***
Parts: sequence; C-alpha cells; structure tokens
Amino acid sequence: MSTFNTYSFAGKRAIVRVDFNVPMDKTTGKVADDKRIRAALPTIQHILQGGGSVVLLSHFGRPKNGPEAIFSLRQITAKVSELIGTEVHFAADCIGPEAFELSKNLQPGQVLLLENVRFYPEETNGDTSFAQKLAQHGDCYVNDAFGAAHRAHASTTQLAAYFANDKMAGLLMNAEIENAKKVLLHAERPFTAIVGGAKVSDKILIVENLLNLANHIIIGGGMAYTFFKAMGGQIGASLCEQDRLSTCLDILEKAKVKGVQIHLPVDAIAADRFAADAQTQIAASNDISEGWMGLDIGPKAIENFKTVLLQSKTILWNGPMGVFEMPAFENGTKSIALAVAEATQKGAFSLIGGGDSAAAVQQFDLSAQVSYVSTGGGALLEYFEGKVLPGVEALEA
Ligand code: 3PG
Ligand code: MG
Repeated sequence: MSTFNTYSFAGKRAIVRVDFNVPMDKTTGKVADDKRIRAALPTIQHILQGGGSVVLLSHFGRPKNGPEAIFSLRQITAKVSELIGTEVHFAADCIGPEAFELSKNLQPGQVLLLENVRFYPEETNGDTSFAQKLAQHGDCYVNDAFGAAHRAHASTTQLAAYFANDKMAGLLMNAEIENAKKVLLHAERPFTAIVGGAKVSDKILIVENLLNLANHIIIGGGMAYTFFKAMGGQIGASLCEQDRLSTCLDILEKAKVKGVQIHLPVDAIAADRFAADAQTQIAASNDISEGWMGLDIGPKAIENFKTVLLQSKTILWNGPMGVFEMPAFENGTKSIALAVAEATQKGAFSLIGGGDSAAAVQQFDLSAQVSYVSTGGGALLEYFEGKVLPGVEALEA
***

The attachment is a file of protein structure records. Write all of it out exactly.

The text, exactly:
Parts: sequence; C-alpha cells; structure tokens
Amino acid sequence: MSTFNTYSFAGKRAIVRVDFNVPMDKTTGKVADDKRIRAALPTIQHILQGGGSVVLLSHFGRPKNGPEAIFSLRQITAKVSELIGTEVHFAADCIGPEAFELSKNLQPGQVLLLENVRFYPEETNGDTSFAQKLAQHGDCYVNDAFGAAHRAHASTTQLAAYFANDKMAGLLMNAEIENAKKVLLHAERPFTAIVGGAKVSDKILIVENLLNLANHIIIGGGMAYTFFKAMGGQIGASLCEQDRLSTCLDILEKAKVKGVQIHLPVDAIAADRFAADAQTQIAASNDISEGWMGLDIGPKAIENFKTVLLQSKTILWNGPMGVFEMPAFENGTKSIALAVAEATQKGAFSLIGGGDSAAAVQQFDLSAQVSYVSTGGGALLEYFEGKVLPGVEALEA
Ligand code: 3PG
Ligand code: MG
Repeated sequence: MSTFNTYSFAGKRAIVRVDFNVPMDKTTGKVADDKRIRAALPTIQHILQGGGSVVLLSHFGRPKNGPEAIFSLRQITAKVSELIGTEVHFAADCIGPEAFELSKNLQPGQVLLLENVRFYPEETNGDTSFAQKLAQHGDCYVNDAFGAAHRAHASTTQLAAYFANDKMAGLLMNAEIENAKKVLLHAERPFTAIVGGAKVSDKILIVENLLNLANHIIIGGGMAYTFFKAMGGQIGASLCEQDRLSTCLDILEKAKVKGVQIHLPVDAIAADRFAADAQTQIAASNDISEGWMGLDIGPKAIENFKTVLLQSKTILWNGPMGVFEMPAFENGTKSIALAVAEATQKGAFSLIGGGDSAAAVQQFDLSAQVSYVSTGGGALLEYFEGKVLPGVEALEA